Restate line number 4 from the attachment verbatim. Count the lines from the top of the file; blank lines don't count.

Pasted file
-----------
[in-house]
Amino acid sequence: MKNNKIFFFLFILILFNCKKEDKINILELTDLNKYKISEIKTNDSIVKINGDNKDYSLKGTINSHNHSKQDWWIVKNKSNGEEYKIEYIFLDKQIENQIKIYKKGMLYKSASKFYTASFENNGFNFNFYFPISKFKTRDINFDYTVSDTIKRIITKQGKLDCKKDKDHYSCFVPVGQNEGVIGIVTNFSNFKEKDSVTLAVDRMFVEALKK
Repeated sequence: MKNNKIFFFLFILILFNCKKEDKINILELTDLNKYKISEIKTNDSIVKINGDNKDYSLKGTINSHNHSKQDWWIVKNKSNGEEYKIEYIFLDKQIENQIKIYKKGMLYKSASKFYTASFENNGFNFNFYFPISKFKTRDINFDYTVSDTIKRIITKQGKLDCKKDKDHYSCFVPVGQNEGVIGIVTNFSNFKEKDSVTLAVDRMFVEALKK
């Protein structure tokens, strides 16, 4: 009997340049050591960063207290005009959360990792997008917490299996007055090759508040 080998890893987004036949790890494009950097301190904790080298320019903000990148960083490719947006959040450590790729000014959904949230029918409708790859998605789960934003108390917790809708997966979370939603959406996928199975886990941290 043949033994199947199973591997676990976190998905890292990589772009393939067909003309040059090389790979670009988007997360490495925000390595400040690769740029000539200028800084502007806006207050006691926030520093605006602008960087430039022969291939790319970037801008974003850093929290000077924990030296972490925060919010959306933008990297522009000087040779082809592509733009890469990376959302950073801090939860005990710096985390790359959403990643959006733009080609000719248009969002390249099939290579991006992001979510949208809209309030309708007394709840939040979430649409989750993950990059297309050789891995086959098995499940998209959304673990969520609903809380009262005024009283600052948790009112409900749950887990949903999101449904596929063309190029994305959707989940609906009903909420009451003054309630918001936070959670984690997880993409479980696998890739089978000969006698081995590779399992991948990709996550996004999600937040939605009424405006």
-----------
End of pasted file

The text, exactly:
């Protein structure tokens, strides 16, 4: 009997340049050591960063207290005009959360990792997008917490299996007055090759508040 080998890893987004036949790890494009950097301190904790080298320019903000990148960083490719947006959040450590790729000014959904949230029918409708790859998605789960934003108390917790809708997966979370939603959406996928199975886990941290 043949033994199947199973591997676990976190998905890292990589772009393939067909003309040059090389790979670009988007997360490495925000390595400040690769740029000539200028800084502007806006207050006691926030520093605006602008960087430039022969291939790319970037801008974003850093929290000077924990030296972490925060919010959306933008990297522009000087040779082809592509733009890469990376959302950073801090939860005990710096985390790359959403990643959006733009080609000719248009969002390249099939290579991006992001979510949208809209309030309708007394709840939040979430649409989750993950990059297309050789891995086959098995499940998209959304673990969520609903809380009262005024009283600052948790009112409900749950887990949903999101449904596929063309190029994305959707989940609906009903909420009451003054309630918001936070959670984690997880993409479980696998890739089978000969006698081995590779399992991948990709996550996004999600937040939605009424405006």